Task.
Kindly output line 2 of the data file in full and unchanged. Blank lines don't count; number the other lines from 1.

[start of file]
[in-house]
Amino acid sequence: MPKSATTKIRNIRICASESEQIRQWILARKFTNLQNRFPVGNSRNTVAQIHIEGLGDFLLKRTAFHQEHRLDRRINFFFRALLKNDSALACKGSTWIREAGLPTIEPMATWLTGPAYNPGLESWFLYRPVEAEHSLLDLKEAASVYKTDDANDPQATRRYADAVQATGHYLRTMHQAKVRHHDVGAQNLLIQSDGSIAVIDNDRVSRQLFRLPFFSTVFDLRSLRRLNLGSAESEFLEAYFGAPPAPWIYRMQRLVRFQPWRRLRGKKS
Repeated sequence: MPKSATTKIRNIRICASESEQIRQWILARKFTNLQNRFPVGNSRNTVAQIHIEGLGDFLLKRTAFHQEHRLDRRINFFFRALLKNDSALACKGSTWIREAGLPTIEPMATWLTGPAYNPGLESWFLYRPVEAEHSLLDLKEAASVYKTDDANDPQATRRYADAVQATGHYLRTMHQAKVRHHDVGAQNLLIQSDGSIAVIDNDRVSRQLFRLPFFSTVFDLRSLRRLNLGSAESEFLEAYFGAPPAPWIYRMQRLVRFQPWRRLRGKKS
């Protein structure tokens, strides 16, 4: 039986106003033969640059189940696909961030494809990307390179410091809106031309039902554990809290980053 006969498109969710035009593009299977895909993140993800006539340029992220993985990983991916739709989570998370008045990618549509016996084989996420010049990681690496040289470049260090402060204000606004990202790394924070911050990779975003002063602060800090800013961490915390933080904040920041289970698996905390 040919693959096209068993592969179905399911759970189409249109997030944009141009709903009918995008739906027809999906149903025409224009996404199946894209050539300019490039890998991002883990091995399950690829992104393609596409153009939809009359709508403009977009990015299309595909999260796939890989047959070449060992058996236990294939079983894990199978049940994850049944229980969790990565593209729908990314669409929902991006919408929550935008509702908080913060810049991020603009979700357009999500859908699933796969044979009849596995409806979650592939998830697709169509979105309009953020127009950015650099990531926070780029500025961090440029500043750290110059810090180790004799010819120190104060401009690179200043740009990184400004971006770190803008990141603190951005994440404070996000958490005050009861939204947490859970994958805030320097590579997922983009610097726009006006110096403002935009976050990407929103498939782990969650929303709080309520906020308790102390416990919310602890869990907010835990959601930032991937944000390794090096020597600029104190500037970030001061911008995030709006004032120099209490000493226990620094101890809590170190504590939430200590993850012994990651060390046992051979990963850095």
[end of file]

Amino acid sequence: MPKSATTKIRNIRICASESEQIRQWILARKFTNLQNRFPVGNSRNTVAQIHIEGLGDFLLKRTAFHQEHRLDRRINFFFRALLKNDSALACKGSTWIREAGLPTIEPMATWLTGPAYNPGLESWFLYRPVEAEHSLLDLKEAASVYKTDDANDPQATRRYADAVQATGHYLRTMHQAKVRHHDVGAQNLLIQSDGSIAVIDNDRVSRQLFRLPFFSTVFDLRSLRRLNLGSAESEFLEAYFGAPPAPWIYRMQRLVRFQPWRRLRGKKS